In their infection control regimen, hospitals are laser-focused on “high-touch” surfaces such as bed rails, tray tables and other items at high risk for transmitting infectious diseases.
But, according to a recent study, more than 90% of high-touch surfaces in long-term care facilities are contaminated with fecal matter or failed tests that detect organic debris that is associated with diarrheal illnesses and deaths. The study of 11 long-term care facilities in South Carolina was published in the American Journal of Infection Control.
Researchers say the results could help long-term facilities monitor their cleaning practices and refine infection prevention plans to better protect patients.
In the study, researchers measured the presence of three factors to evaluate the cleanliness of a minimum of 30 surfaces in each of the 11 facilities: adenosine triphosphate (ATP), a bioluminescent chemical reaction that indicates the presence of organic material; norovirus, a very contagious virus that causes vomiting and diarrhea; and crAssphage, a recently discovered DNA bacteriophage that is a promising tool for detecting human fecal contamination.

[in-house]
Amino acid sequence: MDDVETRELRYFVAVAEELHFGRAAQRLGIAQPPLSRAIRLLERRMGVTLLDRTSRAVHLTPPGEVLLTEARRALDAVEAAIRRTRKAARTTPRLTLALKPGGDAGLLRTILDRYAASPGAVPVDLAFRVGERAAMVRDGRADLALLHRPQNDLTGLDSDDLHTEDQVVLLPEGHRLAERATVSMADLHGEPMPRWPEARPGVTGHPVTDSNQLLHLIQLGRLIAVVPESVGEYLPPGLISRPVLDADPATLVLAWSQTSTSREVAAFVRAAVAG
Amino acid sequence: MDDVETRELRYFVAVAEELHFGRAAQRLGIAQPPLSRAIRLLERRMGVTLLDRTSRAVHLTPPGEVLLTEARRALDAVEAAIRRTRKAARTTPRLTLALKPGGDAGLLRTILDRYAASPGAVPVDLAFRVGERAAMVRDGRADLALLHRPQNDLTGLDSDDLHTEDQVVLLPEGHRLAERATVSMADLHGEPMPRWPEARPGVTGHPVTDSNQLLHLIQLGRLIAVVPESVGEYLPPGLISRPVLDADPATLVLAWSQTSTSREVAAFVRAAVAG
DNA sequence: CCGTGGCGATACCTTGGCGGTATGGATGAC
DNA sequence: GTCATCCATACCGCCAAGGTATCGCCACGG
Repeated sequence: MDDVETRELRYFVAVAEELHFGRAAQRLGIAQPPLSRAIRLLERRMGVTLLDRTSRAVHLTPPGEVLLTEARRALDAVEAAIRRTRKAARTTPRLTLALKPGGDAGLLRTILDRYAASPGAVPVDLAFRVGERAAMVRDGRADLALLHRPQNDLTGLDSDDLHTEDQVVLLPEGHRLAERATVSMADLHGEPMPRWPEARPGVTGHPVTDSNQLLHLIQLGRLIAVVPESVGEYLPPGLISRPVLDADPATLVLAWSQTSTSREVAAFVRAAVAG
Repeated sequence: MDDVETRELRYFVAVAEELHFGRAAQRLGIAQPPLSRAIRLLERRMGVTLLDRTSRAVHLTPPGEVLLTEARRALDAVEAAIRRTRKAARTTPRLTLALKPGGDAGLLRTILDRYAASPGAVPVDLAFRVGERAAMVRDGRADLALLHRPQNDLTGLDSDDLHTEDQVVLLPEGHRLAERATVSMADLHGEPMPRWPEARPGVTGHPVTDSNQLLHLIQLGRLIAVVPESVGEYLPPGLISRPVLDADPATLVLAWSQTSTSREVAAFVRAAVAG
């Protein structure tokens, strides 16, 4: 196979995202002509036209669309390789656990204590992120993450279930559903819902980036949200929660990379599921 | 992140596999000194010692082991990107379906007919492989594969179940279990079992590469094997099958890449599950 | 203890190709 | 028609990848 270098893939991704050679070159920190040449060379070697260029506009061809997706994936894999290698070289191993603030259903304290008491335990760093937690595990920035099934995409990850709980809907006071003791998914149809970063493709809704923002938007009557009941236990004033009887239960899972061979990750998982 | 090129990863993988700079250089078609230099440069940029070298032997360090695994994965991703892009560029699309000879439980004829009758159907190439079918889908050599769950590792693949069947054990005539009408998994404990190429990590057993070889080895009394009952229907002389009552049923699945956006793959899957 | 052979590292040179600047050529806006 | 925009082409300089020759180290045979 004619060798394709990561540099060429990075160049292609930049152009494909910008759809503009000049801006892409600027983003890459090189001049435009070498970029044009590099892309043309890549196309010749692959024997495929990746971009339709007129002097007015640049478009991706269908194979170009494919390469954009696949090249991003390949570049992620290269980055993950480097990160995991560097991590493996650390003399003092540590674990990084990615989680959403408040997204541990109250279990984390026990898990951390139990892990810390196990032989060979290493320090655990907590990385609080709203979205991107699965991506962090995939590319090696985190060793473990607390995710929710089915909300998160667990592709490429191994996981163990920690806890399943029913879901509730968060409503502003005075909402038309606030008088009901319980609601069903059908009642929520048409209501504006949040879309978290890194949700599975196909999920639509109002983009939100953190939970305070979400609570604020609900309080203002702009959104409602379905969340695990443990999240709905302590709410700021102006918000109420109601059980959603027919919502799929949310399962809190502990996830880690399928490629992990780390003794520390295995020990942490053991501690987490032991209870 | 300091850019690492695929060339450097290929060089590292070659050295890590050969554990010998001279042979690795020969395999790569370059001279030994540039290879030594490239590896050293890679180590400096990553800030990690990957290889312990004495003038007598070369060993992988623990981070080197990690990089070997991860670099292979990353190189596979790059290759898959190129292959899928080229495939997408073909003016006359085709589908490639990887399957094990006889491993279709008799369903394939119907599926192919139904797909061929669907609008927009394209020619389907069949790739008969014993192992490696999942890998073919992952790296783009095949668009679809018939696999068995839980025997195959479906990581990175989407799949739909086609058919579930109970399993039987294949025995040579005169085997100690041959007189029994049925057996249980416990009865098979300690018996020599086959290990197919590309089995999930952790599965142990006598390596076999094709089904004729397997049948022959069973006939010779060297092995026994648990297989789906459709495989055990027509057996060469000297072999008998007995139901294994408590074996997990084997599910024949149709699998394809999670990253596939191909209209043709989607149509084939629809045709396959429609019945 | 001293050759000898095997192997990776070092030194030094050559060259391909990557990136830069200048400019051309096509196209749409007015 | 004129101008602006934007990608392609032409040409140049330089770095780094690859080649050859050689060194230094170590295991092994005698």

According to the results:
- All surfaces were contaminated with crAssphage or high levels of organic debris.
- The highest levels of ATP and/or crAssphage were in patient rooms and public areas.
- All 337 surfaces tested negative for norovirus.
According to the study, handrails, equipment controls and patient beds were four times more likely than other surfaces or locations to have high levels of crAssphage. Patient bed handrails, and tables and chairs in patient lounges also tested positive for high levels of both ATP and crAssphage, the study shows.
The study shows that hygienic monitoring was effective in identifying areas where cleaning efforts could be strengthened.